In any event, the SJC has taken the matter under advisement. I don’t for a minute think that the Court will decide the case based on a directive from the Globe, but it’s disconcerting that the Globe editors would let their longstanding disdain for the Quinn program cause them to recommend that the law be ignored. If they want to take their case to the state house, they should. And we’ll be there, hopefully with Bob Quinn leading the charge, to continue to explain why and educated police force is in EVERYONE’s best interest. And you, as police officers, can also explain to the Globe how the law needs to be followed, even when they disagree with it.
Oh, and since the Globe’s editorial was less than unbiased, I feel fully justified in passing along this link about the paper’s circulation: http://www.theonion.com/video/boston-globe-tailors-print-edition-for-three-remai,17572/
We just got word that the Supreme Judicial Court has scheduled oral argument for Adams v. Boston for November 8, 2011 at 9:00a.m. At issue in the case is whether a municipality can cut Quinn Bill payments to officers based on the underfunding of reimbursements by the state. Sandulli Grace Attorney Bryan Decker will be arguing the case for the Boston Officers challenging cuts to their educational benefit.
Suffolk University provides a live videocast of SJC oral arguments at http://www.suffolk.edu/sjc/ . If you miss the live broadcast, Suffolk will post an archive copy of the video within a few days of the argument. The case number is SJC-10861 if you’d like to watch. While the SJC courtroom is open to the public, there is very little seating available, and we do not encourage folks to attend the oral argument in person.
The most recent development is that the Massachusetts Municipal Association has filed an Amicus brief in the case defending the city. This brief is amazing in that the MMA’s counsel waxes poetic about the virtues of bargaining over EVERYTHING. This is the same MMA that for over 30 years has claimed that it CANNOT bargain about most things – that everything is “an inherent managerial right.” The MMA saying we should bargain everything is like Michele Bachmann saying something sane. It’s like the Boston Globe saying that Police Details are great. It’s like Snookie saying she thinks sobriety is way cool. You get the idea – it’s a complete 180.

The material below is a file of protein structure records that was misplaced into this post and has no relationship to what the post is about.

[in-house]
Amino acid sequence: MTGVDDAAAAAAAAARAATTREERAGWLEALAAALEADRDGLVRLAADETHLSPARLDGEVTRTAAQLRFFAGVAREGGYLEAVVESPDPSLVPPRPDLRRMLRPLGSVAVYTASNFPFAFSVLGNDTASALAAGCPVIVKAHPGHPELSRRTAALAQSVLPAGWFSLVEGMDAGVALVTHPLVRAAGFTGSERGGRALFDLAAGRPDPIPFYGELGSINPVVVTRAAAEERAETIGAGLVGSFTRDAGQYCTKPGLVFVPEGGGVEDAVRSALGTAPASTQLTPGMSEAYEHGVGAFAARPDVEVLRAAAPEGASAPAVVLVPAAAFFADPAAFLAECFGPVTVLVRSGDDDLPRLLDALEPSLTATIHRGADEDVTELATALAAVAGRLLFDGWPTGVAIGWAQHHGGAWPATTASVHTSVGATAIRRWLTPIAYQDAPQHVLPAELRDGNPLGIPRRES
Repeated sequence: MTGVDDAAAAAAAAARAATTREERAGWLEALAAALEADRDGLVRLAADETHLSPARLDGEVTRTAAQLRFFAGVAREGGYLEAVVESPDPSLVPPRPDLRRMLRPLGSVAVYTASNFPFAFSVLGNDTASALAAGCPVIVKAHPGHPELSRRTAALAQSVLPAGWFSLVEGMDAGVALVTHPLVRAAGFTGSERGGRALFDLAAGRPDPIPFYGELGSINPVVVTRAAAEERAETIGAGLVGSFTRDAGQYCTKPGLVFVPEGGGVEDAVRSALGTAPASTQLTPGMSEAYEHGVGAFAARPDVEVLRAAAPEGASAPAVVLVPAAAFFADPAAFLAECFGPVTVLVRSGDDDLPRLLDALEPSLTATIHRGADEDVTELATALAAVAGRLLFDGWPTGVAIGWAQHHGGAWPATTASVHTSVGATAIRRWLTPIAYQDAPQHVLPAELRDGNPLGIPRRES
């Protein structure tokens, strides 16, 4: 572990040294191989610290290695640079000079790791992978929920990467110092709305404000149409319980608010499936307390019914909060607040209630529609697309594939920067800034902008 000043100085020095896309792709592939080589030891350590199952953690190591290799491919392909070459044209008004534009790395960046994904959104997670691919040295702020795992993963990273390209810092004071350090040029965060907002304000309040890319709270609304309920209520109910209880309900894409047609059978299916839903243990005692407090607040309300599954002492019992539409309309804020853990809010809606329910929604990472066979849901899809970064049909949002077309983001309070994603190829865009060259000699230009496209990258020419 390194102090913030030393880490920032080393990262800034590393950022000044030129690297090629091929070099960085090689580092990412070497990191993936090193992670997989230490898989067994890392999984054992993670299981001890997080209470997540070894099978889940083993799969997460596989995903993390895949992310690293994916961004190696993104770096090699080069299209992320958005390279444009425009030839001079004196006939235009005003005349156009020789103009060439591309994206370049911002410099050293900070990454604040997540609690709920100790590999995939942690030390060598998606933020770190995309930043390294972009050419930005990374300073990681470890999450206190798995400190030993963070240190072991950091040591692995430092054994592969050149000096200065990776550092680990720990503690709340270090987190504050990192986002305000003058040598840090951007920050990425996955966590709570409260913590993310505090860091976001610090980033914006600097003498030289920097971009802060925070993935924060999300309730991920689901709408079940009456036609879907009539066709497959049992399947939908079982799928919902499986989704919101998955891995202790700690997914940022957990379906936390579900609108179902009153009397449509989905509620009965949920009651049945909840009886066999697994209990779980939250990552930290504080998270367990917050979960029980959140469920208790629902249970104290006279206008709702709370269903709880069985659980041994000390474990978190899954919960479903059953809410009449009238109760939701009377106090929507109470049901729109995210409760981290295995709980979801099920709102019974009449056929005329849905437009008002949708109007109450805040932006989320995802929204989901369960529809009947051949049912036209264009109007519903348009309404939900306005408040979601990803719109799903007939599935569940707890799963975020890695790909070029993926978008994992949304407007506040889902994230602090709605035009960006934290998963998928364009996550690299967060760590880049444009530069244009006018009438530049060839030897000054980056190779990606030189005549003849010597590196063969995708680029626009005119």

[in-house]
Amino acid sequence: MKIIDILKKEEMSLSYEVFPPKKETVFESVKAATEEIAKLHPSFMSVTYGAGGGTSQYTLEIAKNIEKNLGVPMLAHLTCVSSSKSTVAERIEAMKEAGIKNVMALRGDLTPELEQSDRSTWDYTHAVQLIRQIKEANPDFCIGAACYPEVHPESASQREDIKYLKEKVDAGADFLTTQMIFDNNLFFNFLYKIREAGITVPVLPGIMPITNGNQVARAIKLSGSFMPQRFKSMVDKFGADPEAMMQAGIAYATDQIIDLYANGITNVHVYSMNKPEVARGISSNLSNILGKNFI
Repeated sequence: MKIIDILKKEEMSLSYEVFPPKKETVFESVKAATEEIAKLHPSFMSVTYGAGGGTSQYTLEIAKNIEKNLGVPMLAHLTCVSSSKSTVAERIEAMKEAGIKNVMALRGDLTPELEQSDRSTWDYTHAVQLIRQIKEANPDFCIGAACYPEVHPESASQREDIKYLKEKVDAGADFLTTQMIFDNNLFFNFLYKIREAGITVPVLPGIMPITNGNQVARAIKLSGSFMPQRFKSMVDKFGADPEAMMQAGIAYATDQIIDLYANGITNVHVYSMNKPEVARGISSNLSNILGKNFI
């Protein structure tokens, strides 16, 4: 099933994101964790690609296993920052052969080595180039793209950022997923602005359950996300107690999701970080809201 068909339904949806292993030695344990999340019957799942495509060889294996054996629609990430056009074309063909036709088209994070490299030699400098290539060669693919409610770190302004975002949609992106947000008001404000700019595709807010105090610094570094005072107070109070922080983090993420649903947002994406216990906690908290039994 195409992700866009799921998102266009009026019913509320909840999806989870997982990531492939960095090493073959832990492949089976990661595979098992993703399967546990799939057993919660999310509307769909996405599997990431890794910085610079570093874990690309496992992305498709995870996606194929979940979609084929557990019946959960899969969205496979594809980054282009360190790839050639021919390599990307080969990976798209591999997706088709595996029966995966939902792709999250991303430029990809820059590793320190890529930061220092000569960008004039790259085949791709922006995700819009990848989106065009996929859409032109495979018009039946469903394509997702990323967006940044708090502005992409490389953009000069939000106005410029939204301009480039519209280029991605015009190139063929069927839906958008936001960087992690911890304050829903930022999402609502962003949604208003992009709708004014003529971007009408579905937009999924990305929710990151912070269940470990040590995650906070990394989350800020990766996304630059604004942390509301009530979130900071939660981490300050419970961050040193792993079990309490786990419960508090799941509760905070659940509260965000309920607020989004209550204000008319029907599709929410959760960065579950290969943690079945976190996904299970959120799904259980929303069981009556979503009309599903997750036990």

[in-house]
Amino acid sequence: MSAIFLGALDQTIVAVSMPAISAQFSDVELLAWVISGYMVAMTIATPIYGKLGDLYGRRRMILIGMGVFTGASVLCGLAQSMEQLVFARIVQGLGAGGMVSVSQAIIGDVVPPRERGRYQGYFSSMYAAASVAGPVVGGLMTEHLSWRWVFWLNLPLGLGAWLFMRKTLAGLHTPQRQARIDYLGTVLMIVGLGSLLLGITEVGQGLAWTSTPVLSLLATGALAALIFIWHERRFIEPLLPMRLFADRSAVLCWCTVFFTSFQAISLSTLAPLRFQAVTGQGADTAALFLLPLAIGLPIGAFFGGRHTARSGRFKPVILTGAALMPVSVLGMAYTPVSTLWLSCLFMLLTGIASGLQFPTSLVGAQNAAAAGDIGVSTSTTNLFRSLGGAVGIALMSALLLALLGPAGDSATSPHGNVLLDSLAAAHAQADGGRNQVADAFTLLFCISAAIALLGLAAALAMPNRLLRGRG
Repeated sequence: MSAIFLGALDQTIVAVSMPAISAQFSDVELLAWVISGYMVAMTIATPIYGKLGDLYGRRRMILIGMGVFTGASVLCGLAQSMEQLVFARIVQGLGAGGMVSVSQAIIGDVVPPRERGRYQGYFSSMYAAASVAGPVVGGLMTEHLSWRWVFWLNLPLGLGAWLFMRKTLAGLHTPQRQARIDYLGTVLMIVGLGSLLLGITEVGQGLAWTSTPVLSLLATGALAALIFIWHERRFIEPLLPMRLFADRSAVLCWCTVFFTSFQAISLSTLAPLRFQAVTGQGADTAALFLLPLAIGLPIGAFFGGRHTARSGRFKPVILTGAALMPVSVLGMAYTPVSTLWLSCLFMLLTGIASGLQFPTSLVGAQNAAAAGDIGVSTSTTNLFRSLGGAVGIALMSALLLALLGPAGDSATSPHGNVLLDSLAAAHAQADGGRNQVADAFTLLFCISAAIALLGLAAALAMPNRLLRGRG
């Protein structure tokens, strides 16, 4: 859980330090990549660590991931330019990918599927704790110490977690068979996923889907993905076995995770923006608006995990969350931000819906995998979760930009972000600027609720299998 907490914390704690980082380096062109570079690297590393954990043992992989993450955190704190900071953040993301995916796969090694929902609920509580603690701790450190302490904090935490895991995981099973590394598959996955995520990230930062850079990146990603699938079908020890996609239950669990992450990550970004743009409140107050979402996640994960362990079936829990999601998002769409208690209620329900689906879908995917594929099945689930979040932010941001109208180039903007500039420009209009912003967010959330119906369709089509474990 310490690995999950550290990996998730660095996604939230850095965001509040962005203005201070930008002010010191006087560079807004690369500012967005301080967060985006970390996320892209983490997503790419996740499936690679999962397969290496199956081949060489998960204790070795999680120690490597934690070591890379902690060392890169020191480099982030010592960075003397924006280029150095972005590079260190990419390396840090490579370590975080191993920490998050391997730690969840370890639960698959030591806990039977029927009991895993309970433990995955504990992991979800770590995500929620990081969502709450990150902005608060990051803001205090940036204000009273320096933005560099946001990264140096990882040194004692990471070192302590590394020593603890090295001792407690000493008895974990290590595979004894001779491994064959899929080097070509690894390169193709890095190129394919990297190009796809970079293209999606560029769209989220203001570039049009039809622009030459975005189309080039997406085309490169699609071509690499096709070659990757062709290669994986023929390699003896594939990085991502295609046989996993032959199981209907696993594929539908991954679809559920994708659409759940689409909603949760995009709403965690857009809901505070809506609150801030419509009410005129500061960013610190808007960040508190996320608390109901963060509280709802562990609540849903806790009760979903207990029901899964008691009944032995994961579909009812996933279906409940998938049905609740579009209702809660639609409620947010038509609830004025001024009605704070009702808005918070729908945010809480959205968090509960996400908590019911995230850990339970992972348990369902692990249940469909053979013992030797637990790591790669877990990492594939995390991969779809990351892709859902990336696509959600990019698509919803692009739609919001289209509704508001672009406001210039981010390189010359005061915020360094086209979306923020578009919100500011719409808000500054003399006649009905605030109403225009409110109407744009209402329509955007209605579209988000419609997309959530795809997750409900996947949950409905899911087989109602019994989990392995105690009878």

We’re getting ready for, and looking forward to, the argument. As always, we’ll keep you posted.
As you no doubt know if you are a reader of this blog, many police contracts contain provisions which seek to “modify” the educational incentive benefits granted by the Quinn Bill. Under the Quinn Bill, M.G.L. c. 41, §108L, qualified officers receive salary increases from 10-25% based on the attainment of criminal justice related college degrees. The Quinn Bill is a local option statute, meaning that it only applies in municipalities that voluntarily adopt it. In addition, the Quinn bill states that the state will reimburse Towns for one half of monies spent on Quinn Bill benefits.
The contract provisions modifying the Quinn Bill generally allow municipalities to cut pay to officers in the event that the Commonwealth fails to fully reimburse 50% of Quinn Bill expenditures. In other words, the contracts allow the municipalities to pass 100% of a targeted local aid cut onto officers.
Because the Quinn Bill is not a statute that can be modified by collective bargaining, several lawsuits have been filed across the state seeking to invalidate contract provisions that cut Quinn benefits. The first suit was filed by Sandulli Grace representing officers in Mashpee, where the local union is an affiliate of the Massachusetts Coalition of Police. Sandulli Grace also represents officers in a separate case filed in Boston.
Late last year, the Supreme Judicial Court agreed to pluck the Boston case out of Superior Court and hear it in the first instance. Today, we filed our brief in chief in the case. You can read it here. The case is actually quite straightforward – the Quinn Bill cannot be legally modified by collective bargaining, and therefore officers must be paid their full benefit, regardless of any collective bargaining agreement allowing otherwise. While the Boston case was transferred to the SJC before any decision was rendered below, the Middlesex Superior Court did issue a finding consistent with our position last month in a case involving North Reading. You can read about the North Reading case at pages 11-13 of our brief.
We’re very hopeful that the SJC will agree with us and rule that police officers who have diligently pursued advanced education for the benefit of their employer and themselves should be paid their full Quinn Benefits. After the City of Boston files its brief and we reply, the court will set the case for oral argument. We hope that this will occur in the spring, and that we have a decision not long thereafter. Of course, we’ll keep you posted.